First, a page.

• Hi anna69, could you PM me a good source for Adrenavive III, please?

  • Will do:-)

  • Did your Dr check your progesterone and estrogen levels before putting you on them? What were the levels?

    Have you had your cortisol checked?

    If you're still having periods I can't see that you are menopausal?!

    What age are you if you don't mind me asking?

    Stopping spicy food, caffeine, chocolate, very hot drinks can massively reduce hot flushes and taking safe in a pure form can help.

  • I'm 48.

    I'm still having (more or less regular)periods. It's only in the past few months that they have been acting up a little; they have been either a little shorter than usual (21-23 days) or a little longer than usual (40-45 days), but they still come.

    Yes, I had my E and P levels measured along with cortisol levels. I will see if I still have the lab results; they are from late 2011 when I first went to see this doctor, before I started treatment. I was diagnosed with adrenal fatigue but told I could not take hydrocortisone since I tended to retain fluid, making Medrol the only option...I took it for about three years before successfully weaning off it (first, 6 mg daily and then 4 mg daily for about a year and a half), and I'd rather not go back on it. I have read that methylprednisolone is not the same as bio-identical cortisone, and should preferably be used to treat inflammatory diseases and not adrenal fatigue.

    I have Hashimoto's; diagnosed in 2000.

  • Ok, I found my lab results from October 2011, a month before I turned 43. Following the doctor's instructions I went to the lab on day 21 of cycle (ref ranges within brackets refer to luteal phase; blood test):

    oestradiol 101 pg/mL (21-312)

    progesterone 3.9 ng/mL (1.2-15.9)

    I cannot find my cortisol test result right now, but I remember it was measured in a 24 h urine sample and was 30 when it should be at least 50.

  • It's all about balance and finding the right levels for you.

    I'm estrogen dominant and was tested last Fall (for sex hormones) and determined I was in menopause (had been peri for probably 7- 9 years). Was placed on a biodentical estrodial patch (0.05mg, twice weekly), oral progesterone (200mg days 1-12) and a transdermal cream (with testosterone and a bit of progesterone).

    Initually, night sweats and hot flashes resolved and sleep became more restful BUT I then experienced some "breakthrough bleeding" and blood tests showed an imbalance between prog/estrogen levels and my testosterone level was now very high. If I were younger, the goal would be to have a slight menstrual cycle each month. I prefer to have no bleeding as I am older.

    So, I now take 200mg oral prog daily (sometimes 400mg) and my testosterone cream % is greatly reduced.

    It was determined that I must metabolize progesterone very quickly. Estrogen sheds uterine lining while progesterone keeps it. It's all about proper balance. Testosterone is important too for sex drive but too much can cause mood swings, anger and irritability. (Been there!)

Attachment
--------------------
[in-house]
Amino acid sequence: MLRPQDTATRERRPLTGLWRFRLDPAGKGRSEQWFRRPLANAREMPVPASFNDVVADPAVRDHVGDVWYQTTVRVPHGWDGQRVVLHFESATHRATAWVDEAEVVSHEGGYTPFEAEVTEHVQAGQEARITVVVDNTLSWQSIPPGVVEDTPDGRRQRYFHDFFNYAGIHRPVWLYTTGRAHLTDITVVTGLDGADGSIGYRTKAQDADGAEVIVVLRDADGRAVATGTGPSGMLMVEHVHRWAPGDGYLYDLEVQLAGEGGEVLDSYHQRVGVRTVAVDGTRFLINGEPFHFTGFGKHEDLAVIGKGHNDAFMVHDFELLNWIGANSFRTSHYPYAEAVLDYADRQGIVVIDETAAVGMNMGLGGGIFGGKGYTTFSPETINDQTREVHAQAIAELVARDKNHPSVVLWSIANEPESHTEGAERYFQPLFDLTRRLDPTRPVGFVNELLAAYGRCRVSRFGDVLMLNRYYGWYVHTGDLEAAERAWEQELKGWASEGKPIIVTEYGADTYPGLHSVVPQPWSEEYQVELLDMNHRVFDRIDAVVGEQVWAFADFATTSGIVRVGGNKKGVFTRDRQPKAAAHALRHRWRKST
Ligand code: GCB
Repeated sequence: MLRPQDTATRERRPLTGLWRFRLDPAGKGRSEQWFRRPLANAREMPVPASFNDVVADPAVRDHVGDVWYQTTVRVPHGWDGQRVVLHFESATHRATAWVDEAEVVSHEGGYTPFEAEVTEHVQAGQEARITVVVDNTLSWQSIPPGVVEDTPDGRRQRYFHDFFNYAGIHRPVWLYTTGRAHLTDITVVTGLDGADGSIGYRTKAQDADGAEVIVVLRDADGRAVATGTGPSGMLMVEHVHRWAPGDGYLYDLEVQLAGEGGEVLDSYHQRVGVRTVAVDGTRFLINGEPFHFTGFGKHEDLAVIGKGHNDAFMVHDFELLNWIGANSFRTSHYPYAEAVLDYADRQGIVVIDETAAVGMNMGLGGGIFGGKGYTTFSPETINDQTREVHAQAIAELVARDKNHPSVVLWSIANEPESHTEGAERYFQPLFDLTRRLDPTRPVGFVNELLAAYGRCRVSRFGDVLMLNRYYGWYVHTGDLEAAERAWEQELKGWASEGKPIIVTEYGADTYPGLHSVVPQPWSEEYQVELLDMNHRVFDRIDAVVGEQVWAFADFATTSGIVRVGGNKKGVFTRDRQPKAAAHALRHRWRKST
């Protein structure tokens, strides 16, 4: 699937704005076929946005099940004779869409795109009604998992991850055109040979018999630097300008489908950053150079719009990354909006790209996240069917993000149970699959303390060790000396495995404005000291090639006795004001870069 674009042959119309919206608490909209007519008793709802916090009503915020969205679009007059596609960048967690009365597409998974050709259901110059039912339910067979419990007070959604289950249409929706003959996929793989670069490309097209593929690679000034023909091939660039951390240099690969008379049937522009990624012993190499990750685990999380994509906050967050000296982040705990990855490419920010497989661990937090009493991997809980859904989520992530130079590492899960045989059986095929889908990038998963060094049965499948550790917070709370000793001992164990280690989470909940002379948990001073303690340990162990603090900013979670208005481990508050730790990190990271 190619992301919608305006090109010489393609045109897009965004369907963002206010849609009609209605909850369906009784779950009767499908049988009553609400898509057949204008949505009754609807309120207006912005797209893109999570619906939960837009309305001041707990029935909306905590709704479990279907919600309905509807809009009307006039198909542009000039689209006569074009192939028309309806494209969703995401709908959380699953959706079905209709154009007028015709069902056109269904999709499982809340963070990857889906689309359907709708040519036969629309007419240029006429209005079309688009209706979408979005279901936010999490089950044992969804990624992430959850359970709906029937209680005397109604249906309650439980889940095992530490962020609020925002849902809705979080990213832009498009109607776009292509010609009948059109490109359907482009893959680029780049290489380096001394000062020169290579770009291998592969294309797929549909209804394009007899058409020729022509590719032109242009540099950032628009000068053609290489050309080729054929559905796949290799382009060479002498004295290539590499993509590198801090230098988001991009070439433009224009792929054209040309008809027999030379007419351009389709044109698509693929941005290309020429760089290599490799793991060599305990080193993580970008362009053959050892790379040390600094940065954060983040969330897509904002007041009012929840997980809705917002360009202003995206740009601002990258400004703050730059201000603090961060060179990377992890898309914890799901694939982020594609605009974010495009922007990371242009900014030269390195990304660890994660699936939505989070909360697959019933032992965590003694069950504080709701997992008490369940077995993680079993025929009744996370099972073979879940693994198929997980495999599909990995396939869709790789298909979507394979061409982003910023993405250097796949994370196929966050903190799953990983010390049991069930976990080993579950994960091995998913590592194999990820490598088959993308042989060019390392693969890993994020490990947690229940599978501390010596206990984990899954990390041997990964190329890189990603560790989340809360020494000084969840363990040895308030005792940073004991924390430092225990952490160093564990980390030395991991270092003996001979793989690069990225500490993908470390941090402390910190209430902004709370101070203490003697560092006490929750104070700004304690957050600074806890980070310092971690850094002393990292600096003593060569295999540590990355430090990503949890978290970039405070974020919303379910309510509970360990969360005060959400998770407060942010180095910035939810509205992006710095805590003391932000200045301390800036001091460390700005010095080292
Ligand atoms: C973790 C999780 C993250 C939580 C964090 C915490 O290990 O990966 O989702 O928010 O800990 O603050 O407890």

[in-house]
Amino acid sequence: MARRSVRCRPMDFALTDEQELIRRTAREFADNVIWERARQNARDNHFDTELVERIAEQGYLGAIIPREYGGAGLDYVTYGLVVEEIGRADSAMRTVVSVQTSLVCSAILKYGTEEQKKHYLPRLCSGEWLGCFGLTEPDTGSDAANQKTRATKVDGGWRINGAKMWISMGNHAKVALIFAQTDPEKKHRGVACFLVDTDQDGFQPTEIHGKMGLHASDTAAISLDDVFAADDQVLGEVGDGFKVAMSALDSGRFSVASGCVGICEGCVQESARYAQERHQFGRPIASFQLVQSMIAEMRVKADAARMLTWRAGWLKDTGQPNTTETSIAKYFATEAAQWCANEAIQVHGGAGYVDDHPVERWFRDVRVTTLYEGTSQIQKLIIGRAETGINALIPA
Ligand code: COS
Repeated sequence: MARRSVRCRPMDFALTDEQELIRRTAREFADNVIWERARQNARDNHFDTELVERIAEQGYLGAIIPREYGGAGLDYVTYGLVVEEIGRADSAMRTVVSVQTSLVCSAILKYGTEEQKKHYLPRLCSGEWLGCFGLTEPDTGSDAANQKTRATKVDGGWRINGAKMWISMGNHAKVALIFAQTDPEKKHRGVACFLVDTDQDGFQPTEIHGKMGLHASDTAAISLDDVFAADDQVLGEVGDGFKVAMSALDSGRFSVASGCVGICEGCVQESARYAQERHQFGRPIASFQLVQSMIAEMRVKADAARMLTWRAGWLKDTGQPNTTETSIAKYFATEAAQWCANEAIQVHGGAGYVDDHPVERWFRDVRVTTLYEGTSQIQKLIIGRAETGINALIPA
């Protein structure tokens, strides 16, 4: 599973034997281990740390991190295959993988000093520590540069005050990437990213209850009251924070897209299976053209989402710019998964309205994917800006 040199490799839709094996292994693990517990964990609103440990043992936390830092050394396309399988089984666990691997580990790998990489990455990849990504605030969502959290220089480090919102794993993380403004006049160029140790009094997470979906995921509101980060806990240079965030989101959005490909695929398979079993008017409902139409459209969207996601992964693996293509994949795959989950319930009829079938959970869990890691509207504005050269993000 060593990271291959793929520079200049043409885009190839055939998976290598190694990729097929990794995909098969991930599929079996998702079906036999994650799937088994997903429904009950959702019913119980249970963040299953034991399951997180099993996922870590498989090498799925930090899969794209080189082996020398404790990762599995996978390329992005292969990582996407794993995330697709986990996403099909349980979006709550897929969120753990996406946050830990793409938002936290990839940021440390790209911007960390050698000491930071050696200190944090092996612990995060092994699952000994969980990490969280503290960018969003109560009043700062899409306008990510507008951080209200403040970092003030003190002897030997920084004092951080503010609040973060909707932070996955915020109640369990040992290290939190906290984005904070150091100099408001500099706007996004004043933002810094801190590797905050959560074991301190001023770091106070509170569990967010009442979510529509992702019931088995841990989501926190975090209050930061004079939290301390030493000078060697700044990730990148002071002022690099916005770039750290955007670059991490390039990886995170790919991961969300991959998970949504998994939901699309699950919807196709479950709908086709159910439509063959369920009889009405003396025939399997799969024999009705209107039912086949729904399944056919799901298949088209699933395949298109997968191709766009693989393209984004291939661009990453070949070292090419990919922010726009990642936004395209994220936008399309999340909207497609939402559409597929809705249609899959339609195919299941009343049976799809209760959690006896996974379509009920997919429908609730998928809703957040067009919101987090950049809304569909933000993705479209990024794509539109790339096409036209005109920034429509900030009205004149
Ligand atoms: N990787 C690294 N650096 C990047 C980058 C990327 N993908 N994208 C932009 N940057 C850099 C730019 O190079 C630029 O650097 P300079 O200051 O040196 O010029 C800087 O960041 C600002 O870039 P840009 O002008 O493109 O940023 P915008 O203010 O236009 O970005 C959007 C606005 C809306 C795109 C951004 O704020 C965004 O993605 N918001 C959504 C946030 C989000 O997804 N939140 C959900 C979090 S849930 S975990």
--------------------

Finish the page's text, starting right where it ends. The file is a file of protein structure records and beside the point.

Also, when sex hormones are properly balanced, I find that my thyroid hormone levels are better since thyroid meds are absorbed better. (This has been my experience. I'm hypoT).

    Progesterone creams are tricky since absorption isn't measureable and most contain insufficient % progesterone to be effective once in menopause. Prior to being tested last fall, I had been on a compounded progesterone cream, 100mg/ml, 1ml applied nightly, for many many years and it worked well until my sex hormones took a nosedive and I started menopause symptoms despite still applying the cream. Oral prog and and my estradiol patch are working very well for me.

    Hope this helps.

  • I find what you say about balancing sex hormones affecting thyroid hormone absorption interesting, as I need a very high dose of NDT in order to get my FT4 levels to climb above the lower normal range (barely) and my FT3 levels midrange...

  • According to Dr. Bergman and Raypeat.com - you should use the progesterone only - and especially if you have Hashimoto's or some other thyroid disorder. Dr. Bergman has a lot of YouTube presentations and is a chiropractor in California. He speaks highly of Dr. Ray Peat, PhD. Dr. Ray Peat recommends that even men take progesterone - to counteract all the estrogen's that we get through our environment and our food that's contaminated so much with pesticides (many times estrogen-based) - and he goes on to name all the ways estrogen enters our bodies it's everywhere. And there's great dangerous with being estrogen overloaded. I suspect The sweating that you're describing is as a result of too much estrogen. Another remedy that I've heard of his black cohosh / red clover tea. I'm on the other side of menopause and did not know about the progesterone and I'm going to start taking progesterone naturally. I'm going to use wild yams / turmeric. I learned of the natural sources of progesterone from Dr. Bergman. I suffered through perimenopause without any medications but I didn't have the symptoms that you describe. I still have occasional hot flashes but again nothing like you describe. I asked my friend who is 80 "when do these things end?" Her reply? "Mine never have."